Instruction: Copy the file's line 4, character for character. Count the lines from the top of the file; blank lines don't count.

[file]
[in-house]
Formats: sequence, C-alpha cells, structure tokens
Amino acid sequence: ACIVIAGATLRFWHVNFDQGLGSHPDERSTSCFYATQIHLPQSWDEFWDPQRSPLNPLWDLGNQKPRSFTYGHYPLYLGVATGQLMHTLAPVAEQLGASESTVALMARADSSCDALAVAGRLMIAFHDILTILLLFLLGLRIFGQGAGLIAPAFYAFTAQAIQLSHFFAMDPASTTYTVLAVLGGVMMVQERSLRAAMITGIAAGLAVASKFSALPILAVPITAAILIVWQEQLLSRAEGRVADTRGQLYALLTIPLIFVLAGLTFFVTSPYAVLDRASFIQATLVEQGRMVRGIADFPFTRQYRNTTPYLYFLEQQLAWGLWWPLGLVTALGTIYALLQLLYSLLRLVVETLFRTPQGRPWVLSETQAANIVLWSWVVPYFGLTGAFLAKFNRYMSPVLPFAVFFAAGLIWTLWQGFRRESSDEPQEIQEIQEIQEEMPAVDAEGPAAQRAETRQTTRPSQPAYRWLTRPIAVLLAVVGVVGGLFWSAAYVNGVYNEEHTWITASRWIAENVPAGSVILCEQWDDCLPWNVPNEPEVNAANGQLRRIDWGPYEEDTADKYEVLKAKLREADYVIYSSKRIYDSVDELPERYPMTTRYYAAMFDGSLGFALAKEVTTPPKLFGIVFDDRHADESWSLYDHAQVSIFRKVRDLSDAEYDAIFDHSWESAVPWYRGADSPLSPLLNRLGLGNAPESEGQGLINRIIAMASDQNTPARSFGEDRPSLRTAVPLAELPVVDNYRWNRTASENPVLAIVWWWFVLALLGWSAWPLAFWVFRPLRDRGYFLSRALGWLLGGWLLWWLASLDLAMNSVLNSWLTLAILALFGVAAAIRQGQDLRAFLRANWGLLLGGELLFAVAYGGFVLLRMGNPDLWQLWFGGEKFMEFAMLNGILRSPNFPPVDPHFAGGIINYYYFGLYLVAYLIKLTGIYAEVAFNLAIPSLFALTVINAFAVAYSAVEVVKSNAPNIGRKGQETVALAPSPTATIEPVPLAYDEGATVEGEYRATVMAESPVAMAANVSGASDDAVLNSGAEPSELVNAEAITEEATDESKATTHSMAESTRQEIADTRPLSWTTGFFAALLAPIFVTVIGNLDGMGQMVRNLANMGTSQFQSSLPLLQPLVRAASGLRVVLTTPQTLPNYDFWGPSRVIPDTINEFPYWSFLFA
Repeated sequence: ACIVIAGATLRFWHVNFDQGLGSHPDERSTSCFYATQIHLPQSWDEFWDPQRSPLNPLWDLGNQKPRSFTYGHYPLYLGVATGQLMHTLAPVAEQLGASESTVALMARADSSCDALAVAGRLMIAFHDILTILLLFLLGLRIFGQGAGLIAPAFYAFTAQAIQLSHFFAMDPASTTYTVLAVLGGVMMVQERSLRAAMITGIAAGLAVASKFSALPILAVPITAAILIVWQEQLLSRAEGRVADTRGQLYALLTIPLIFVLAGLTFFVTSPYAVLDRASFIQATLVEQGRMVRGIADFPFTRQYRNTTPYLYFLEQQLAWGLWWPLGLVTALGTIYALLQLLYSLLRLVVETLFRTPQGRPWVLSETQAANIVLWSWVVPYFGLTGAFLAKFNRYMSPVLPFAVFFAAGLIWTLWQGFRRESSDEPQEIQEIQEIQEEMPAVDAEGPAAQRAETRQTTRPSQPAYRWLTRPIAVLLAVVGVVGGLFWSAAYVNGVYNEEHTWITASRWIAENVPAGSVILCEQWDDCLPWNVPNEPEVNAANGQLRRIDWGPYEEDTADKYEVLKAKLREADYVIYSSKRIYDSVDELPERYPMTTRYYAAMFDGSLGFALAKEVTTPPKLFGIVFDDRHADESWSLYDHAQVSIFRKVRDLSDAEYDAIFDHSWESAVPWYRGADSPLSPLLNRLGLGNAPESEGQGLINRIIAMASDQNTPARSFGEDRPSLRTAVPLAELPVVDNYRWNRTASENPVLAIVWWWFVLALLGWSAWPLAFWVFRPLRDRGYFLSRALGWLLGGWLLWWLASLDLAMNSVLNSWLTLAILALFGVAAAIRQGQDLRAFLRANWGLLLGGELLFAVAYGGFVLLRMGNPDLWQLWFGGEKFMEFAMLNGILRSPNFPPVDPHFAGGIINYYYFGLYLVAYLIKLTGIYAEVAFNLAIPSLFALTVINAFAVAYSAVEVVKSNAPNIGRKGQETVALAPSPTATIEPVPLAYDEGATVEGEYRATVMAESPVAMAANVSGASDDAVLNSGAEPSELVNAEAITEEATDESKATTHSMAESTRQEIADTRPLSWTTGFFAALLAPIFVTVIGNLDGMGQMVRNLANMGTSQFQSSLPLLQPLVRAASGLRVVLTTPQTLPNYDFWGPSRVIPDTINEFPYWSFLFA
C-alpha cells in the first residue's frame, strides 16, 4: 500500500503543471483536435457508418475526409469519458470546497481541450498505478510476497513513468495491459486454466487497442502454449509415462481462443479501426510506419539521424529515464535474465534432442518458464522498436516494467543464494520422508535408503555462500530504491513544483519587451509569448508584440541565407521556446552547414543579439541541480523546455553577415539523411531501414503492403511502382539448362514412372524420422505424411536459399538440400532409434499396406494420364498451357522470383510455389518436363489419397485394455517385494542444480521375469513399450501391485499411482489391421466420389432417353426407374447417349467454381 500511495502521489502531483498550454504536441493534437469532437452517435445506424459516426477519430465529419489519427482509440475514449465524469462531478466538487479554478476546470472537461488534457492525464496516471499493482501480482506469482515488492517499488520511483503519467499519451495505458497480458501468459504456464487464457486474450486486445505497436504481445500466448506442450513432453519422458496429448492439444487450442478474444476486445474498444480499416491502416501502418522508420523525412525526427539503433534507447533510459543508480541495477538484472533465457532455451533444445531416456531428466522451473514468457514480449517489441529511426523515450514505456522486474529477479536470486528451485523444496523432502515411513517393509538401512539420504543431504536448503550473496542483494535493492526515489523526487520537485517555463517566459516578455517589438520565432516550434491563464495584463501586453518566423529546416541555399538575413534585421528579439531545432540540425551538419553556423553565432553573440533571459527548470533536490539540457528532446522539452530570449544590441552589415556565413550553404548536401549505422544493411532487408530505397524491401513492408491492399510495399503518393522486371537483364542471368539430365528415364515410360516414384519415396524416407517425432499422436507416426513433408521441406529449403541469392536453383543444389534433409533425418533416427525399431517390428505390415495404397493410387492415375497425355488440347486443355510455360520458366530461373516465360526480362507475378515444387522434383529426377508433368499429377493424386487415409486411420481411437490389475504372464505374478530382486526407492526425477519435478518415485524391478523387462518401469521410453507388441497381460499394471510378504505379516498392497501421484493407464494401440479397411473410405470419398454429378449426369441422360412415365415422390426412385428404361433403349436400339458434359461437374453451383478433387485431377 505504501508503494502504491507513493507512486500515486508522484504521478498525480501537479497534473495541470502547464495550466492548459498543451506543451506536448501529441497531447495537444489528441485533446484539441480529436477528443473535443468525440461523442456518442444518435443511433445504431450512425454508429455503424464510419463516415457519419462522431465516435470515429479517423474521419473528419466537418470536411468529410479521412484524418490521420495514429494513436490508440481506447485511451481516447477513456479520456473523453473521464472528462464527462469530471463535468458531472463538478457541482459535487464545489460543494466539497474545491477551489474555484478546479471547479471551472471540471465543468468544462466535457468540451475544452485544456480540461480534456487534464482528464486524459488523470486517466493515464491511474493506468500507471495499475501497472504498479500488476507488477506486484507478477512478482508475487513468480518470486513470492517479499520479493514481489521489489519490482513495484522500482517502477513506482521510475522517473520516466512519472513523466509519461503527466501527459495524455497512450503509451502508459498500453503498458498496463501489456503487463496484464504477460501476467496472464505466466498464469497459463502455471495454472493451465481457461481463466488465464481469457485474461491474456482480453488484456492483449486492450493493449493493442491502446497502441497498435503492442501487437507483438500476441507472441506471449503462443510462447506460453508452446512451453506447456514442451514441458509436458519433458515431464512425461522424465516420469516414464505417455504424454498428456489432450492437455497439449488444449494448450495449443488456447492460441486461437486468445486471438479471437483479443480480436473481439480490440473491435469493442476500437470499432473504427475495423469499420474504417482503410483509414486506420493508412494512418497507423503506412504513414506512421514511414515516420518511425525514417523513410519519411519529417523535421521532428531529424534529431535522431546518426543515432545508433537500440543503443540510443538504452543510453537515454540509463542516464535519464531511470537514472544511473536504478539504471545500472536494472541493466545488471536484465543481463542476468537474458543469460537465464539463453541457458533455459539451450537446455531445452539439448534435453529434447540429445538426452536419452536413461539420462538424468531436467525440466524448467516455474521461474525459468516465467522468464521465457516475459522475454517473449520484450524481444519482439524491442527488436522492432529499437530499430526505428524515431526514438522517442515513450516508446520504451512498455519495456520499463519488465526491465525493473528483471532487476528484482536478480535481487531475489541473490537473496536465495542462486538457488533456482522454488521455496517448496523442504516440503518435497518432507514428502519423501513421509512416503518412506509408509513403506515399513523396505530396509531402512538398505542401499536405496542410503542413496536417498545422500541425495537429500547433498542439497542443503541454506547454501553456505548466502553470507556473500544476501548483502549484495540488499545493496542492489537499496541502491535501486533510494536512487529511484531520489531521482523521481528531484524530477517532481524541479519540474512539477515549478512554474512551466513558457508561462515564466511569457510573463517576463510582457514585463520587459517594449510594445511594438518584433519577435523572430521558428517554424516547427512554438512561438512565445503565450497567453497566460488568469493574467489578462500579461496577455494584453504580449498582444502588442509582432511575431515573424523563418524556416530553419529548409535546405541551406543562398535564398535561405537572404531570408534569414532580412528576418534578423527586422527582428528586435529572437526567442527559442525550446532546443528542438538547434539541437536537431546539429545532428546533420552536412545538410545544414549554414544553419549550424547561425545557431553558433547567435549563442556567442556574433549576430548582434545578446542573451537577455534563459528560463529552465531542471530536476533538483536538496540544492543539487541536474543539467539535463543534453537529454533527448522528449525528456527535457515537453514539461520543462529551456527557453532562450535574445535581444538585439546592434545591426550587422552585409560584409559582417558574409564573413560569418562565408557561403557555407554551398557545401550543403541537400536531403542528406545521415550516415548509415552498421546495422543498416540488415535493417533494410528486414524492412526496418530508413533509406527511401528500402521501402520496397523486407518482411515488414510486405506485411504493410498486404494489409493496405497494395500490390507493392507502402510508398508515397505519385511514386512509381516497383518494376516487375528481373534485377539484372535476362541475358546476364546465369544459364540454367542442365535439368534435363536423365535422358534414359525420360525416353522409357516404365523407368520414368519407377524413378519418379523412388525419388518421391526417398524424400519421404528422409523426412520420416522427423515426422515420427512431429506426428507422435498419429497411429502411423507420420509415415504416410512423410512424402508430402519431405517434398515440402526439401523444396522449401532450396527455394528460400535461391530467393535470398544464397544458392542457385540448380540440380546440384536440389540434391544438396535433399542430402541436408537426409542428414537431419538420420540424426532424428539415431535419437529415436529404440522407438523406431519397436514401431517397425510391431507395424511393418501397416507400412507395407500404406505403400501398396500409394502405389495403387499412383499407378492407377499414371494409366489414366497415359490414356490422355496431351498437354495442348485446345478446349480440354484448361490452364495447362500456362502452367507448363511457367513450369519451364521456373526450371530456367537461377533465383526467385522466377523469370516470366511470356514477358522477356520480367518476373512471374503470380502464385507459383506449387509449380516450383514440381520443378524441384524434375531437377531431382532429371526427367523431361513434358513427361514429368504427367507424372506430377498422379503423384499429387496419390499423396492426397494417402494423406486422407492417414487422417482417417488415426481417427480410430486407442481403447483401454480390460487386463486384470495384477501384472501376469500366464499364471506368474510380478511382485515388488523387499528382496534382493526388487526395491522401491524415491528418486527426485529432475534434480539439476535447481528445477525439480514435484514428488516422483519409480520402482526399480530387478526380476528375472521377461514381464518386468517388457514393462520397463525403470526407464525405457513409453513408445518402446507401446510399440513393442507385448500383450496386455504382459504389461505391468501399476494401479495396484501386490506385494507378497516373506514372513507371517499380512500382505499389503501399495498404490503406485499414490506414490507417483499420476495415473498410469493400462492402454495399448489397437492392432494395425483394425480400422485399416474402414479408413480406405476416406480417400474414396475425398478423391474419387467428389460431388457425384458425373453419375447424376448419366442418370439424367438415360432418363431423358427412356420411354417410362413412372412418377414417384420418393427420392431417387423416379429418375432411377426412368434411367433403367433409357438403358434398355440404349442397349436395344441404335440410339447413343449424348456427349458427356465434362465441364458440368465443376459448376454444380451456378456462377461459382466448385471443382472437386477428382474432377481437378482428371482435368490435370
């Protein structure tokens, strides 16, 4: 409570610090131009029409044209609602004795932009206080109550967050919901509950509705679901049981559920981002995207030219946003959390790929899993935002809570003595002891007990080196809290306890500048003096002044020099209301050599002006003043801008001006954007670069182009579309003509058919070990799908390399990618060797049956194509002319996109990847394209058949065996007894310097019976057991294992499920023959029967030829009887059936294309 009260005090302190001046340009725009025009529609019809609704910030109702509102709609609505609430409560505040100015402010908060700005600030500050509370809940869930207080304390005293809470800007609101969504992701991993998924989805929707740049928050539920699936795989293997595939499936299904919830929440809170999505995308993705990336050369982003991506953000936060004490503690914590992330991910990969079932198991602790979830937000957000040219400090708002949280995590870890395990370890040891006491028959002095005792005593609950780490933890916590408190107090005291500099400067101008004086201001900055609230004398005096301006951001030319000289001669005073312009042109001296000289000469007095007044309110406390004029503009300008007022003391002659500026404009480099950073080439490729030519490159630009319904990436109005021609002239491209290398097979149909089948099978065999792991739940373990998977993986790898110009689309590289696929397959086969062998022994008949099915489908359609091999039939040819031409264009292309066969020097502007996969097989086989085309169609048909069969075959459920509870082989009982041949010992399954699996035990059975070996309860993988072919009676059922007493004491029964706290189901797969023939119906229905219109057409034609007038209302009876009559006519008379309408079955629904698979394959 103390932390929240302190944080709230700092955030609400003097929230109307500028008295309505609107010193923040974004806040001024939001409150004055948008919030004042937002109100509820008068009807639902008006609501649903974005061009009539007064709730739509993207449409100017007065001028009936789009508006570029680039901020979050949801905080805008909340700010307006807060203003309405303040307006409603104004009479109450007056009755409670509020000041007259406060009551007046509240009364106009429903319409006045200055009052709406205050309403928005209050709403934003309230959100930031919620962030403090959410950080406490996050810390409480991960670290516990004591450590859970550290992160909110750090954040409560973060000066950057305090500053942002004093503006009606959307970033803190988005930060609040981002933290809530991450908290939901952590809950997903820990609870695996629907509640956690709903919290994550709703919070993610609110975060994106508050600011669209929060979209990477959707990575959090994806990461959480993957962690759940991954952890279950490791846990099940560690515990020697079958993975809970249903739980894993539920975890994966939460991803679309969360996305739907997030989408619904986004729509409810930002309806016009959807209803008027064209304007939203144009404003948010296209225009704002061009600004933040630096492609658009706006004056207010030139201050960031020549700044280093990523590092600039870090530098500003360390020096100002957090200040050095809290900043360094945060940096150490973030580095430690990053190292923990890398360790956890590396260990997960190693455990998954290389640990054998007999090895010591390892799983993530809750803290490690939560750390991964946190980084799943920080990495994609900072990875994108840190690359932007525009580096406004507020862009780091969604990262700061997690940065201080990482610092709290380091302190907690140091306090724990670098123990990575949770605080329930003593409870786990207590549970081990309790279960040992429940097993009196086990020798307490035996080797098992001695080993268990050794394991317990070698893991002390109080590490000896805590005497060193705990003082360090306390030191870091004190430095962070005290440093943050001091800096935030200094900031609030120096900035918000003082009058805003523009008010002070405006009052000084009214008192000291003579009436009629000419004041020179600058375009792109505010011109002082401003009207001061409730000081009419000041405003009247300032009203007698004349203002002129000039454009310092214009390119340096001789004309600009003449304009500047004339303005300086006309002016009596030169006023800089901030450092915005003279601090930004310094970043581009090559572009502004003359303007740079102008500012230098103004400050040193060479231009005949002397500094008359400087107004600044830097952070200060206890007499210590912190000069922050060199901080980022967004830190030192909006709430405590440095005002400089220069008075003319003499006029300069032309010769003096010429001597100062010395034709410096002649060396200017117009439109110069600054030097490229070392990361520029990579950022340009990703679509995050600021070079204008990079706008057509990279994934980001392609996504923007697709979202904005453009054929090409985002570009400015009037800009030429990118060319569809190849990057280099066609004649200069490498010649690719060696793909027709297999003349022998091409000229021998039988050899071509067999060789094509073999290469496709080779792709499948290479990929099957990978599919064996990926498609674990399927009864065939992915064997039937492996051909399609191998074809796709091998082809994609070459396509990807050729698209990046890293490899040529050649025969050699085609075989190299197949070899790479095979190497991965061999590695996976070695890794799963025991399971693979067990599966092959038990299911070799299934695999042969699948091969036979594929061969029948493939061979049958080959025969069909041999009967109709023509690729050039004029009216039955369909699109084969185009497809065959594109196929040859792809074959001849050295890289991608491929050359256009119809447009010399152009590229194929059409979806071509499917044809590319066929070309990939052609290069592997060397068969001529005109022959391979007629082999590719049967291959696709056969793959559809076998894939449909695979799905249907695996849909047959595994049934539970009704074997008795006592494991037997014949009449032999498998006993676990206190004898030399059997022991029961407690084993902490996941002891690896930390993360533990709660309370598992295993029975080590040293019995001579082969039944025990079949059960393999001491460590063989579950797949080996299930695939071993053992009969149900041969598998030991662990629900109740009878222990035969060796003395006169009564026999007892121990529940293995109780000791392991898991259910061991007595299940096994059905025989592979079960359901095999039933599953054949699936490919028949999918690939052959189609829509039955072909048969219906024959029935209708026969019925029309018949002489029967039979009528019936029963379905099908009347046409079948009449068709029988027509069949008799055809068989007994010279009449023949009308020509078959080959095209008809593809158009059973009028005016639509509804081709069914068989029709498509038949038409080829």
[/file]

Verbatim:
Repeated sequence: ACIVIAGATLRFWHVNFDQGLGSHPDERSTSCFYATQIHLPQSWDEFWDPQRSPLNPLWDLGNQKPRSFTYGHYPLYLGVATGQLMHTLAPVAEQLGASESTVALMARADSSCDALAVAGRLMIAFHDILTILLLFLLGLRIFGQGAGLIAPAFYAFTAQAIQLSHFFAMDPASTTYTVLAVLGGVMMVQERSLRAAMITGIAAGLAVASKFSALPILAVPITAAILIVWQEQLLSRAEGRVADTRGQLYALLTIPLIFVLAGLTFFVTSPYAVLDRASFIQATLVEQGRMVRGIADFPFTRQYRNTTPYLYFLEQQLAWGLWWPLGLVTALGTIYALLQLLYSLLRLVVETLFRTPQGRPWVLSETQAANIVLWSWVVPYFGLTGAFLAKFNRYMSPVLPFAVFFAAGLIWTLWQGFRRESSDEPQEIQEIQEIQEEMPAVDAEGPAAQRAETRQTTRPSQPAYRWLTRPIAVLLAVVGVVGGLFWSAAYVNGVYNEEHTWITASRWIAENVPAGSVILCEQWDDCLPWNVPNEPEVNAANGQLRRIDWGPYEEDTADKYEVLKAKLREADYVIYSSKRIYDSVDELPERYPMTTRYYAAMFDGSLGFALAKEVTTPPKLFGIVFDDRHADESWSLYDHAQVSIFRKVRDLSDAEYDAIFDHSWESAVPWYRGADSPLSPLLNRLGLGNAPESEGQGLINRIIAMASDQNTPARSFGEDRPSLRTAVPLAELPVVDNYRWNRTASENPVLAIVWWWFVLALLGWSAWPLAFWVFRPLRDRGYFLSRALGWLLGGWLLWWLASLDLAMNSVLNSWLTLAILALFGVAAAIRQGQDLRAFLRANWGLLLGGELLFAVAYGGFVLLRMGNPDLWQLWFGGEKFMEFAMLNGILRSPNFPPVDPHFAGGIINYYYFGLYLVAYLIKLTGIYAEVAFNLAIPSLFALTVINAFAVAYSAVEVVKSNAPNIGRKGQETVALAPSPTATIEPVPLAYDEGATVEGEYRATVMAESPVAMAANVSGASDDAVLNSGAEPSELVNAEAITEEATDESKATTHSMAESTRQEIADTRPLSWTTGFFAALLAPIFVTVIGNLDGMGQMVRNLANMGTSQFQSSLPLLQPLVRAASGLRVVLTTPQTLPNYDFWGPSRVIPDTINEFPYWSFLFA